I attended a Washington continuing legal education workshop recently to make sure I was keeping up in the newest developments in our family law. One of the most interesting sections involved a panel of very seasoned practitioners who also perform “mediation” services, discussing the implications of a recent appellate court decision called Marriage of Rockwell. The Appeals Court said, in passing, that in a marriage lasting 25 years or longer the court should seek to provide the two parties a roughly equal standard of living for the remainder of their lives. Let’s just say that lawyers aren’t real pleased with this broad rule because it both turns long running standards on their head and imposes a blanket rule that doesn’t take into consideration important nuance. (What if Husband and Wife get married when they are 20 and divorce at 45? Does the higher earner owe maintenance to the other for the next 20 years? Does this mean that the Wife’s inheritance from her parents (which is considered to be her separate property and usually awarded to her, alone, in almost any state) is now up for grabs, with her husband of 25 years getting half? What if they are married 24 years? 22?) Anyway, while the questions about the decision will continue, it is now on the books in Washington and the “mediator” panelists talked about how they would employ this new legal authority. (Note that I place the term “mediator” in quotes because the process employed by lawyers is more of a “settlement conference” which is a one shot, usually all-day, ordeal in which the two people are separated and the “mediator” goes between conference rooms and tries to move the recalcitrant parties closer – and then to binding agreement by the end of the day.) One panelists felt he was being clever when he referred to the “Rockwell whuppin’ stick” and another experienced “mediator” chimed in with reference to the use of this opinion as a “whuppin’ stick.” (As in, “If the husband is being stubborn about spousal maintenance, I can use Rockwell as a whuppin’ stick and tell him that a court could order a much greater, outrageous, term of alimony under that case.”)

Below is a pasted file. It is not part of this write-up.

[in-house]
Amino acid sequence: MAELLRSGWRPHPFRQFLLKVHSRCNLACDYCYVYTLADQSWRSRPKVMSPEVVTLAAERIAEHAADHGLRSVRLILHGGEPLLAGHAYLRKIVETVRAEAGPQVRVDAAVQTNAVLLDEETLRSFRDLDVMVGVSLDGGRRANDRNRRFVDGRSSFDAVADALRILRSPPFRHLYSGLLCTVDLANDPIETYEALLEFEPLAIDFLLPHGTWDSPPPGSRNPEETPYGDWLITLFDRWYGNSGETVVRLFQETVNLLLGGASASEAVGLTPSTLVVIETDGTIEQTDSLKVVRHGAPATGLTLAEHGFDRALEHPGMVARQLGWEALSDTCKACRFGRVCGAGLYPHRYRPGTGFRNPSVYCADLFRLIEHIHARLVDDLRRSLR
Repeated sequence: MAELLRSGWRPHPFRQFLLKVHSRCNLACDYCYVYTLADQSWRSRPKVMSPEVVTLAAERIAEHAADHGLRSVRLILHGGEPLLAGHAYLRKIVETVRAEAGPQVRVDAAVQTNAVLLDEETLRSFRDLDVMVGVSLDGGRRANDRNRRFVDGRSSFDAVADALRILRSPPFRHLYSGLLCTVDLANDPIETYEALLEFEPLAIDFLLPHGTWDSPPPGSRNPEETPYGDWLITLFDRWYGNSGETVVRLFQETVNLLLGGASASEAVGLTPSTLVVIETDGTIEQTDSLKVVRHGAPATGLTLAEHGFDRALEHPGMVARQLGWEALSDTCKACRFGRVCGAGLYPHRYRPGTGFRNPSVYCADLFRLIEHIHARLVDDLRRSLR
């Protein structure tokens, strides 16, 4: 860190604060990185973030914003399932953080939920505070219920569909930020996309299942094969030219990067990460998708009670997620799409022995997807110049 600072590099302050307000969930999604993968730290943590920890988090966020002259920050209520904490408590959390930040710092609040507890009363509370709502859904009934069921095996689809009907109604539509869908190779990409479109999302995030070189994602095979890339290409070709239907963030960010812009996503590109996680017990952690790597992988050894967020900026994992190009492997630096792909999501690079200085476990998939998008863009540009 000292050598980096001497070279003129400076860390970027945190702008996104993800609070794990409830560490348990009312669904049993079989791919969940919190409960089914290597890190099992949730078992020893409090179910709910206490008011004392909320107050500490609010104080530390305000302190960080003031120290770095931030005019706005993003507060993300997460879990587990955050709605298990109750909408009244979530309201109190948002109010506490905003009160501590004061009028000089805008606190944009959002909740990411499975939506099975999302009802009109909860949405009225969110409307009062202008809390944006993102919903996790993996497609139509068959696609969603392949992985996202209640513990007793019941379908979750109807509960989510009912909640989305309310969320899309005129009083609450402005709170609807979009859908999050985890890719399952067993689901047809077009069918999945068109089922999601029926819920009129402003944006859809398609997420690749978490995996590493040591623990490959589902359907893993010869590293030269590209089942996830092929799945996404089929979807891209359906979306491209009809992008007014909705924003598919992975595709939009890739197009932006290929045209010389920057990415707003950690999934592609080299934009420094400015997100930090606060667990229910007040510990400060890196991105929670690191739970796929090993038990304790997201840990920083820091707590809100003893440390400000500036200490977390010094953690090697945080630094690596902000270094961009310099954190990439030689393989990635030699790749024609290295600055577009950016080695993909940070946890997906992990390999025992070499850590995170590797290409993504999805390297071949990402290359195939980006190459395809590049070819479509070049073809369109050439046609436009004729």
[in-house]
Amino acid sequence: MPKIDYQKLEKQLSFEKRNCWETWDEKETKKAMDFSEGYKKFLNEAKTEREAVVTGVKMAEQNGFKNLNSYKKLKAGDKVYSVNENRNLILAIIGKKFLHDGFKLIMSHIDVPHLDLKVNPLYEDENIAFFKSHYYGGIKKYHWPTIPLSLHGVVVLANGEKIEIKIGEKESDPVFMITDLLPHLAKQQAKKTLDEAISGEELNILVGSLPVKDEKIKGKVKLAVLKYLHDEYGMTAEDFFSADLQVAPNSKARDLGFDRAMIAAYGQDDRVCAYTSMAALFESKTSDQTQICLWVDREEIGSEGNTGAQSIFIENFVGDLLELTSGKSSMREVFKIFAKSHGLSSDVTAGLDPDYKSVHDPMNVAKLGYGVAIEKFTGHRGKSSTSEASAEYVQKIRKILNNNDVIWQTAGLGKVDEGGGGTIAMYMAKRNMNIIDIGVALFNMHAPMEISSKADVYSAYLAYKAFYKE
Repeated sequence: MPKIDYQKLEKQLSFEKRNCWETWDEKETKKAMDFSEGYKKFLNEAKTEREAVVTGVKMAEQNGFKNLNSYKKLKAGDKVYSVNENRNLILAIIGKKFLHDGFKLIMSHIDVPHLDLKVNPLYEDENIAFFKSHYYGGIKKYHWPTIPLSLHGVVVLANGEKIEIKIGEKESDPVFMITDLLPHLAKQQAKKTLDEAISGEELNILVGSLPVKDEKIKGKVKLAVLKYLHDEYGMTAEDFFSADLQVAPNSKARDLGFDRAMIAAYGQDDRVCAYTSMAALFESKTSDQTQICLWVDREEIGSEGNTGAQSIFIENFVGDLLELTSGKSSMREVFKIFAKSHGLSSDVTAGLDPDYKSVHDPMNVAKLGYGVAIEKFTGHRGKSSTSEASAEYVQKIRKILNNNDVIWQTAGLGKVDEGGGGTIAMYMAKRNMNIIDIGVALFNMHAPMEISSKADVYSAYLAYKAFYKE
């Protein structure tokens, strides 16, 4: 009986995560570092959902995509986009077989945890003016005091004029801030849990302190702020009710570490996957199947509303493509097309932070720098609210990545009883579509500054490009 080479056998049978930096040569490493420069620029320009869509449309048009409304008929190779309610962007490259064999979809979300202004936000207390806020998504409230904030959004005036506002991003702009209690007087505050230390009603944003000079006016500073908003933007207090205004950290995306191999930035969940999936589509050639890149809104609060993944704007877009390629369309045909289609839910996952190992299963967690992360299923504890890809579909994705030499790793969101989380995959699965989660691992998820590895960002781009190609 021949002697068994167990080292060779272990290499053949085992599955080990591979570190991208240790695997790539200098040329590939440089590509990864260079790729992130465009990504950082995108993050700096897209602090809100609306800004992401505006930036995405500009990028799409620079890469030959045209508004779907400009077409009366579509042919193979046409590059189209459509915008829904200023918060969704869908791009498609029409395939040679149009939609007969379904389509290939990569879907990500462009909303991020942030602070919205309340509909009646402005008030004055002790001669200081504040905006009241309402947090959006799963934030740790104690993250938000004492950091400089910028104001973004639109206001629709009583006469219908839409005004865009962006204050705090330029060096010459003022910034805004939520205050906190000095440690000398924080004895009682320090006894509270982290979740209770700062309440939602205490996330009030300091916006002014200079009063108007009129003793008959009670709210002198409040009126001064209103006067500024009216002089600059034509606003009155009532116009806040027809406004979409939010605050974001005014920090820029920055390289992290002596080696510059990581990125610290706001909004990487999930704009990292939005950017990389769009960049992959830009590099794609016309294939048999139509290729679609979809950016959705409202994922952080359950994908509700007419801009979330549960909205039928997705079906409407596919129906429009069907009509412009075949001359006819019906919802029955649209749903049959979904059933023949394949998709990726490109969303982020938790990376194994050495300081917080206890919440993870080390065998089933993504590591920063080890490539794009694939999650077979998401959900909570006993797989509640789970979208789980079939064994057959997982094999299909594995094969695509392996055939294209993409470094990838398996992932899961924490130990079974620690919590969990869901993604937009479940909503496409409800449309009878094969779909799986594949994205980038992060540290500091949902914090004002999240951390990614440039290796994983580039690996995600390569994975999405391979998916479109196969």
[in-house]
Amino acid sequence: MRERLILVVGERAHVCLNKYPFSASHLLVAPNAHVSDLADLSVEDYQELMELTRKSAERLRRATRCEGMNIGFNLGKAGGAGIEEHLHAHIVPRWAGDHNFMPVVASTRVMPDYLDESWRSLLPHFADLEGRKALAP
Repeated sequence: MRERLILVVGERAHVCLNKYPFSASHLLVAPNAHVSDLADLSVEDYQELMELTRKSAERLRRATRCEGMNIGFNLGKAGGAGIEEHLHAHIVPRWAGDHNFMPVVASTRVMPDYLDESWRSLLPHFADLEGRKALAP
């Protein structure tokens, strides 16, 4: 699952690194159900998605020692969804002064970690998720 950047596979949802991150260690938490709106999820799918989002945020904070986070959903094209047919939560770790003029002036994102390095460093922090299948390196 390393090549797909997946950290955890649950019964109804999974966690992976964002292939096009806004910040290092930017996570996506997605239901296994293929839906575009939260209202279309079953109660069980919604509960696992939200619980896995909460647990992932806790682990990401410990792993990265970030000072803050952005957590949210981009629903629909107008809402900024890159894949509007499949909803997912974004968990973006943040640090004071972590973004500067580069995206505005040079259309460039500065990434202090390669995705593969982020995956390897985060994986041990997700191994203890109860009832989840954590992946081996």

What really ate at me the next day was how each of these people saw their role of getting wounded, frightened, angry, defensive and all-around emotionally challenged people to come to agreements that will impact the rest of their lives by hitting them with a “whuppin’ stick.” The absolute essential key to a solid, durable and effective agreement is that each person enter the agreement without undue resistance. Each must understand and accept what he or she relinquishes in the agreement. Equally important, each must acknowledge (to themselves at least) what he or she gained from the agreement. My strongest criticism of the conventional legal “mediation” is that at the end of the day, each person will generally feel emotionally and mentally drained with a very high degree of resentment and “woulda, shoulda coulda’s” the next morning. This risk is certainly accentuated when the settlement conference official finds a new rule of law, however flawed and criticized, to use as a “whuppin’ stick” to bring people into line and move toward settlement.